This month, our meditation has been excerpted from the book entitled, Bound to Be Free compiled by Jan Pit. In the following short quotation from the heart of Gerhard Hamm (from Russia.  Mr. Hamm spent many years in prisons and labor camps in Northern Siberia), there is fodder for reflection and perhaps application:

Lord, teach us to pray. (Luke 11:1)

I am so grateful to my parents for having taught us to pray.  And above all, for having been praying people themselves.

We saw the value and the power of prayer in our parents.  Father was shot and killed for it and mother deported to Siberia, where she died.  We, their children, have never considered this a tragic loss, but a spiritual victory.

Their prayers were taken up to heaven by angels and put into golden censers (Revelation 8:3,4).  And their prayers were heard.  They had twenty children, ten of whom are dead now, and many of them died in Siberia.  We, the remaining ten children, suffered much in Siberia, but God has been good and merciful to us.  All ten have become servants of the Lord.  In times of severe persecution, we saw how our parents found strength in the Lord, through prayer and faith.  We want to follow in their footsteps and go on.  Do our children see the power of prayer in us?

'Lord, teach us to pray.'

A moment of introspection: As intercessors praying for the members of our worldwide family who have been granted to suffer for their faith in Christ Jesus, may it be said of us that through our intercessory effort, God taught us to pray.  ...that God taught us the value of prayer, the power of prayer, the responsiveness of prayer, the timing of prayer.  Through our labor, we seek from God the spirit of prayer--that spirit that goads us, encourages us, enlivens us, guides us, empowers us, and enables our continued devotion to intercessory striving. 

In the Name of the Father, the Holy Spirit and the Son, we have been taught to pray.  A few years back, a commercial invaded the airwaves of television and the print media; short and to the point, it exhorted people to "Just do it."  We who pray have reasons to do what we do.  In previous devotionals, we read about the Bible's own exhortation to praying without ceasing--even when we're too tired or busy.  The Bible talks about the factors which make prayers effective, which are indeed heard by our heavenly Father:  prayers of a righteous man or woman, forgiveness in one's heart toward others, praying and praising when we are troubled, praying that falls within God's will, seeking the Holy Spirit and His aid in our prayers, praying with earnestness, and other examples.  So God's Word does teach us to pray.  It also teaches us how to pray--through many examples within the Word of God, both in the Old and New Testaments.  In previous devotionals I've mentioned praying the Scriptures, and that is one good way to pray for the persecuted church; it helps us to know that our prayers are in line with God's Word, and keeps us reading and studying His Holy Scriptures to find out more about prayer and its helpfulness and usefulness in upholding God's people through intercession.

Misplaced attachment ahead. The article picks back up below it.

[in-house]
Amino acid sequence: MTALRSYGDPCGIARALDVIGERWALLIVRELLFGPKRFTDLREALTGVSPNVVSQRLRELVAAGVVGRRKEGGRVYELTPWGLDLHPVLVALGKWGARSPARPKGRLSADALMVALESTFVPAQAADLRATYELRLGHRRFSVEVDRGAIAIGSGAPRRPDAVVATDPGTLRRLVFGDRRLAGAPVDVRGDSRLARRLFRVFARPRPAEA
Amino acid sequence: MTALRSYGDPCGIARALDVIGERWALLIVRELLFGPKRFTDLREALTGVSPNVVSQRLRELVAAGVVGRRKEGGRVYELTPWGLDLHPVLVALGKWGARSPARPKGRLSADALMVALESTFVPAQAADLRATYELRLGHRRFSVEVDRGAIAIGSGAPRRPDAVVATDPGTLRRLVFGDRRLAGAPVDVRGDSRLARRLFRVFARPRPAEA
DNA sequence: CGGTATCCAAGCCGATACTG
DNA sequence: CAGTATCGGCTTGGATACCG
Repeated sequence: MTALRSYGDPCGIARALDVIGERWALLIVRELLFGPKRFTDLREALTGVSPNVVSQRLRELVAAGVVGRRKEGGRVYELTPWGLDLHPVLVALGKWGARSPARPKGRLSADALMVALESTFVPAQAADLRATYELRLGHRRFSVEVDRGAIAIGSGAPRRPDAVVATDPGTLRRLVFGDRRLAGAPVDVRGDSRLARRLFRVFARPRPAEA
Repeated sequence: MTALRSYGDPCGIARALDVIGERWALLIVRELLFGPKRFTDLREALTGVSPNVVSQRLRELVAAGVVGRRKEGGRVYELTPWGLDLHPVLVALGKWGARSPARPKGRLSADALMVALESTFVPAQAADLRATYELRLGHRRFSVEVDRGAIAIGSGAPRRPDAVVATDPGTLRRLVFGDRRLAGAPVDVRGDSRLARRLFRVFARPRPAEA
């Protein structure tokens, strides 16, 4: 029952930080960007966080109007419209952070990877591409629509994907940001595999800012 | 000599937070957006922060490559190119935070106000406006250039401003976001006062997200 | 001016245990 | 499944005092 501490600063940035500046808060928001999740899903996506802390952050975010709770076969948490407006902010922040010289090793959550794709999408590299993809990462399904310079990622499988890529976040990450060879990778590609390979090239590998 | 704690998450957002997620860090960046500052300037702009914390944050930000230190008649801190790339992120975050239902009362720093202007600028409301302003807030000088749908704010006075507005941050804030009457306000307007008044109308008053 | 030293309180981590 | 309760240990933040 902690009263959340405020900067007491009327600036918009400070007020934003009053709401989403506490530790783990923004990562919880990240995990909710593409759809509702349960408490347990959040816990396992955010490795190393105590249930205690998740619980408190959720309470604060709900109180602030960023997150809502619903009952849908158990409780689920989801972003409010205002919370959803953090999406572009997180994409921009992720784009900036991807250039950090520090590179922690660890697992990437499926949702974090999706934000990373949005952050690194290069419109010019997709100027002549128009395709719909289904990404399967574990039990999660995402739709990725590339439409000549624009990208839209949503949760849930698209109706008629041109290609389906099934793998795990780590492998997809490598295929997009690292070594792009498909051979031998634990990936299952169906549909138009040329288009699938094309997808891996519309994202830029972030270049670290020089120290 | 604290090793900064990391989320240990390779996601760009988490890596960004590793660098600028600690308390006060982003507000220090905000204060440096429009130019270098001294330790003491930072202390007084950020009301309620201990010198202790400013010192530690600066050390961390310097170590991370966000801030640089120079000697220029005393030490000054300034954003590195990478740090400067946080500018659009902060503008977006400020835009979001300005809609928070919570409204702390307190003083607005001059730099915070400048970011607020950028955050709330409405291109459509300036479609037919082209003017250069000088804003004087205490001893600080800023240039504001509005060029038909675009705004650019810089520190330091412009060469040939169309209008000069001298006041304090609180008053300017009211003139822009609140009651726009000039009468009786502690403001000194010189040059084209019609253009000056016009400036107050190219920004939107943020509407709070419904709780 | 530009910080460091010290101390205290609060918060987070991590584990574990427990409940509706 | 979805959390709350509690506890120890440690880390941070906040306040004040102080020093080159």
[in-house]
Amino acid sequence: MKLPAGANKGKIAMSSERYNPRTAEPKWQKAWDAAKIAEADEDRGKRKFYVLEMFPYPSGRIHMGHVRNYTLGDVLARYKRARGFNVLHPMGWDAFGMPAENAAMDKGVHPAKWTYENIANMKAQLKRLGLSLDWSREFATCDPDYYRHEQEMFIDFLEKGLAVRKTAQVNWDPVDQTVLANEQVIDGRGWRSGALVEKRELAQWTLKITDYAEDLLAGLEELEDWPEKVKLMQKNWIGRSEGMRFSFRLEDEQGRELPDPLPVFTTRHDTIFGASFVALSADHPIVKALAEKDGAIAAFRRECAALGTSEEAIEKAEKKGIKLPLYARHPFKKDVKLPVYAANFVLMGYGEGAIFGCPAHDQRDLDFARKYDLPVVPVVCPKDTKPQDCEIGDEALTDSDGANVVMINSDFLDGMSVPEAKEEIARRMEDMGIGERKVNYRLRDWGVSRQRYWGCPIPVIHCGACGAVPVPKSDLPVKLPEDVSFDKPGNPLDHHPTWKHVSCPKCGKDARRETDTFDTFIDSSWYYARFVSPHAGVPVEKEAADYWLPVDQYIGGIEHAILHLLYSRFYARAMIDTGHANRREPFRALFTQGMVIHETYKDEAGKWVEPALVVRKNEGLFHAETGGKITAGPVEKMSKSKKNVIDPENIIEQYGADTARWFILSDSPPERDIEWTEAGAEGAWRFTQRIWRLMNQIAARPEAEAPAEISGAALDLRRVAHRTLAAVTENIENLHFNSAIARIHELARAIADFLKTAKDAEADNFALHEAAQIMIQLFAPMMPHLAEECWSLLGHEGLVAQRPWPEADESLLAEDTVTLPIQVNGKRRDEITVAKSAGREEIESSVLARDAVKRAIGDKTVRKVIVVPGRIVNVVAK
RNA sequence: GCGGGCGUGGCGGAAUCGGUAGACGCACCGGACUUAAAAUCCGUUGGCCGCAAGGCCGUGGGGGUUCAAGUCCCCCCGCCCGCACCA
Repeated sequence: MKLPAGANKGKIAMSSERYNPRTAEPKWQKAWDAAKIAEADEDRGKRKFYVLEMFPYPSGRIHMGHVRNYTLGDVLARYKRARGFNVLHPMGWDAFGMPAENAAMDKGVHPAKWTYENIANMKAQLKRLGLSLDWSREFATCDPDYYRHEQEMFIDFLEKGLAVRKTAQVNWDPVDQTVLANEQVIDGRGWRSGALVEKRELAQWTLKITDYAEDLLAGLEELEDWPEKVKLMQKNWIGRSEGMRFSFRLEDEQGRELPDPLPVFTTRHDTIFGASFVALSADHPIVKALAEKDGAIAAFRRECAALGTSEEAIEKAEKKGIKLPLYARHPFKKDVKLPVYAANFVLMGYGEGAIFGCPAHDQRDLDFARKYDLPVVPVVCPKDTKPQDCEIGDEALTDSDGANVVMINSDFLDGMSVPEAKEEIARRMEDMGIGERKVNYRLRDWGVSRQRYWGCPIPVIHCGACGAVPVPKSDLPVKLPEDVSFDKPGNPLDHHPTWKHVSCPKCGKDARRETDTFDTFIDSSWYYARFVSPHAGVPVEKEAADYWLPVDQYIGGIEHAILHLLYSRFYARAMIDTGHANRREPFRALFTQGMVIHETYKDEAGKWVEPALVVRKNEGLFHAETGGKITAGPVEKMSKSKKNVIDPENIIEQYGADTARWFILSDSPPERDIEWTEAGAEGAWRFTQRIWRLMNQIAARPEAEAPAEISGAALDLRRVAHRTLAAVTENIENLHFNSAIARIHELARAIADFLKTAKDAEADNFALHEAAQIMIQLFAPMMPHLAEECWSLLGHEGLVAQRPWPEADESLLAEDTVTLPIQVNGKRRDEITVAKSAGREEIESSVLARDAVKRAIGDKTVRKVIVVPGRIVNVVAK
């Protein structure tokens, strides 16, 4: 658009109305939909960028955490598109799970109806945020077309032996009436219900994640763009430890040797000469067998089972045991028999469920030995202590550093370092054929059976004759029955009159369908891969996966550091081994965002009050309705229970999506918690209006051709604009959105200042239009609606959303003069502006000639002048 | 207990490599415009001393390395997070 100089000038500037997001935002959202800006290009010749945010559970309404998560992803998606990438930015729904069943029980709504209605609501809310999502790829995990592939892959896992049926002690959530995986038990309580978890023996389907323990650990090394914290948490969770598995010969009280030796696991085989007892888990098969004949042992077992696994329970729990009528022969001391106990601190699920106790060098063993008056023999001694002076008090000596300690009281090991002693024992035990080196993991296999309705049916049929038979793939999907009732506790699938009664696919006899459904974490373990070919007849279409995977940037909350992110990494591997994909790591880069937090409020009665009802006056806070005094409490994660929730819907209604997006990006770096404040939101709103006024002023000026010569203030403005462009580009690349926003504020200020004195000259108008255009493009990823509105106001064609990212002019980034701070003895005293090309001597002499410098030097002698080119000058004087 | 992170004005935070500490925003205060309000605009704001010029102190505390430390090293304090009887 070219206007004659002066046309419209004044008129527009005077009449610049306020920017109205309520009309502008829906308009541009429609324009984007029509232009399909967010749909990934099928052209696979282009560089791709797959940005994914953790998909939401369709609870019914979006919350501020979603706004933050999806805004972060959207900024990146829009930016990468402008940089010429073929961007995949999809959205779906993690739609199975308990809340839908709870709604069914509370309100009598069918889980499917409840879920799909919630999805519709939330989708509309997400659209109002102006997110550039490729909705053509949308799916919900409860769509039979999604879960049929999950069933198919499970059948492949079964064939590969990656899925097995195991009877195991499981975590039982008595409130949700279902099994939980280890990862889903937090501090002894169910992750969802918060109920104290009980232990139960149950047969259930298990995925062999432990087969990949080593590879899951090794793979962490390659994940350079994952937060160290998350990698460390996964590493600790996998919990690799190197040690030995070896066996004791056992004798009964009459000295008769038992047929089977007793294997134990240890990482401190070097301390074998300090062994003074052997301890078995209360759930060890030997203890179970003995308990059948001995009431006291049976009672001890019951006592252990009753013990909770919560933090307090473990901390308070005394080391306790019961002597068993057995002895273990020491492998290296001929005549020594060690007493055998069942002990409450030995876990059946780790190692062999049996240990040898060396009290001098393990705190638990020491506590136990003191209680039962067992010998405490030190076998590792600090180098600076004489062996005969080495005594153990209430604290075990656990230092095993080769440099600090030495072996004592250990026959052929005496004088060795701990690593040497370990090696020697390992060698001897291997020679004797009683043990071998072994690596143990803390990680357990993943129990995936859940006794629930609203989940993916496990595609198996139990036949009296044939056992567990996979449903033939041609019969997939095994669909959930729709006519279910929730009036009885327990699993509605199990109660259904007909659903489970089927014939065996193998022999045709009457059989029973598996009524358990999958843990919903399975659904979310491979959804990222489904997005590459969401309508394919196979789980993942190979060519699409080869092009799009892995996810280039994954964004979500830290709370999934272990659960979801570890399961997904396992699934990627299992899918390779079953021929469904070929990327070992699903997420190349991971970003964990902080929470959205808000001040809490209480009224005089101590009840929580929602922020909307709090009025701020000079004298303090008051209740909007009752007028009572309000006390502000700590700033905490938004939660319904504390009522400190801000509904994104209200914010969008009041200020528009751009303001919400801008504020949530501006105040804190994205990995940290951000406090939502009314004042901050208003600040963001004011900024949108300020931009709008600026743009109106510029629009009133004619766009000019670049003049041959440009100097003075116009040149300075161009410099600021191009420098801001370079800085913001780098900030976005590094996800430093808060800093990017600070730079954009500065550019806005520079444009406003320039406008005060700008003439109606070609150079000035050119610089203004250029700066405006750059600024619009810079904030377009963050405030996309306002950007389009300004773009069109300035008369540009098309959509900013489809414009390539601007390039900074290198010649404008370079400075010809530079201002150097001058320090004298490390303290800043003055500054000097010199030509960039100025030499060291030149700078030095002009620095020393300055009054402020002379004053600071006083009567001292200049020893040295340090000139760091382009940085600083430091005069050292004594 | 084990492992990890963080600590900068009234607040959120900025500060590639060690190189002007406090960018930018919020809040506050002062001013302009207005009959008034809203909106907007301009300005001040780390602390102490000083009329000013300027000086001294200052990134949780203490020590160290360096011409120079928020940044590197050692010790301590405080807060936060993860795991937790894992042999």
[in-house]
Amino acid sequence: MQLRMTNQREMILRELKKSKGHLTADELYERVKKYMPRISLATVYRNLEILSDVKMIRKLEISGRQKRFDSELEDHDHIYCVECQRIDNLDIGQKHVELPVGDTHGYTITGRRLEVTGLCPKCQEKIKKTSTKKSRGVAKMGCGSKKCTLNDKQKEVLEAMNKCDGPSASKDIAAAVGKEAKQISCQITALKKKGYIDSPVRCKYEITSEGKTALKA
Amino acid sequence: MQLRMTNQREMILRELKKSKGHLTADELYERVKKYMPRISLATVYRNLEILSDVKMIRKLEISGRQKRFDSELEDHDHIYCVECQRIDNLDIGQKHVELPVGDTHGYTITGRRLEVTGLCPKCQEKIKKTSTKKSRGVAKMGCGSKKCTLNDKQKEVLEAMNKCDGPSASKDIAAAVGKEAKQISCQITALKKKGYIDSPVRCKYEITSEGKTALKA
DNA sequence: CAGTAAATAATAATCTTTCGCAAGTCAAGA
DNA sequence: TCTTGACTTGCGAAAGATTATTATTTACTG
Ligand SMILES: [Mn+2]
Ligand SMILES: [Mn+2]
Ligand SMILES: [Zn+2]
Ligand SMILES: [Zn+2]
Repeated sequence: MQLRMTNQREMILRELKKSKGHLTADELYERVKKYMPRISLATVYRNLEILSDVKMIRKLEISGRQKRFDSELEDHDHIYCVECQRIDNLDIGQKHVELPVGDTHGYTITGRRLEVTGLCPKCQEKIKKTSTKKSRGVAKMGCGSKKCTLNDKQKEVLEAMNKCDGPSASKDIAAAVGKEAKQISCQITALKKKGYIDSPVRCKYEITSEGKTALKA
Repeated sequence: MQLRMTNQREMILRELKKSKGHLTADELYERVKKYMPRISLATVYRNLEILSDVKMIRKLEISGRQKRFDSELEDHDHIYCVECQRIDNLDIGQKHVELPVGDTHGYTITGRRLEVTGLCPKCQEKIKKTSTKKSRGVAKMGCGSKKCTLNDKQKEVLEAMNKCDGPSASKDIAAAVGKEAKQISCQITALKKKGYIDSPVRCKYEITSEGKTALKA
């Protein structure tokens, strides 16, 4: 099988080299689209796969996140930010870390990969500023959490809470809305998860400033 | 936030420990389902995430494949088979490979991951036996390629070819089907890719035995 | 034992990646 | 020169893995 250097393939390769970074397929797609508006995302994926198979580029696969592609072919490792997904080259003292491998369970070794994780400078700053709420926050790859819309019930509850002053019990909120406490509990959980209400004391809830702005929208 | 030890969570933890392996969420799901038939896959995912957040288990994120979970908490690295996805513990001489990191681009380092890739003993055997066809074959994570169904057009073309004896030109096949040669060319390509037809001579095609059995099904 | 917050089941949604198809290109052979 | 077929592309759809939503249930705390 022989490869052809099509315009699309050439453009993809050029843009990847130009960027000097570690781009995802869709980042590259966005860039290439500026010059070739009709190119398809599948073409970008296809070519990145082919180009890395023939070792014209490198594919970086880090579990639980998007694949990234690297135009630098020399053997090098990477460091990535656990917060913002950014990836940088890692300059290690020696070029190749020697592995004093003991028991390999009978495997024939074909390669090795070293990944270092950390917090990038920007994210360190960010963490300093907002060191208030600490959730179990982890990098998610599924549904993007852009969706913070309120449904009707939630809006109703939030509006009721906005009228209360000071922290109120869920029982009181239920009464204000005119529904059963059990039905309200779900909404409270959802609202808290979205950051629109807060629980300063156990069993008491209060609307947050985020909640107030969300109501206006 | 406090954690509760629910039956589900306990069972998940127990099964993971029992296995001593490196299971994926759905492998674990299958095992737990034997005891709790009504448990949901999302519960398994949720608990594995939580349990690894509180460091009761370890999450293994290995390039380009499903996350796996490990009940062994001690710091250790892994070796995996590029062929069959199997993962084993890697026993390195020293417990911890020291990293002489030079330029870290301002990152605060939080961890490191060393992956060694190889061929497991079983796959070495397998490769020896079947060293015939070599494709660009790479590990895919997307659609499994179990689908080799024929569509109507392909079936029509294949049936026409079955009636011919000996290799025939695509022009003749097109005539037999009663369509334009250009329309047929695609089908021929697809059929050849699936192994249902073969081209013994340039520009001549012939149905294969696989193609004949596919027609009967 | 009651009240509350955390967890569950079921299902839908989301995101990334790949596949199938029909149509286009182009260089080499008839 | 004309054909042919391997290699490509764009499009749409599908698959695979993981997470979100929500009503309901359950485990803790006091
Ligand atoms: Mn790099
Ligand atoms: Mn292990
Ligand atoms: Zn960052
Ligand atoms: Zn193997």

Let us echo the words of the apostle Luke, each day and week and month:  "Lord, teach us to pray."  May it be a way of life.  May it be a holy habit.  May it be a means for relationship with God.  And may it be done with a willing and eager heart which knows the rewards of prayer.  Through the Bible, we are taught to pray, told to pray, instructed in praying, and commissioned to our work.  Do others "...see the power of prayer in us?"  May it be so, for each of us--that we know the Scriptures and the power of God through prayer and through the testimony of the triumphant church.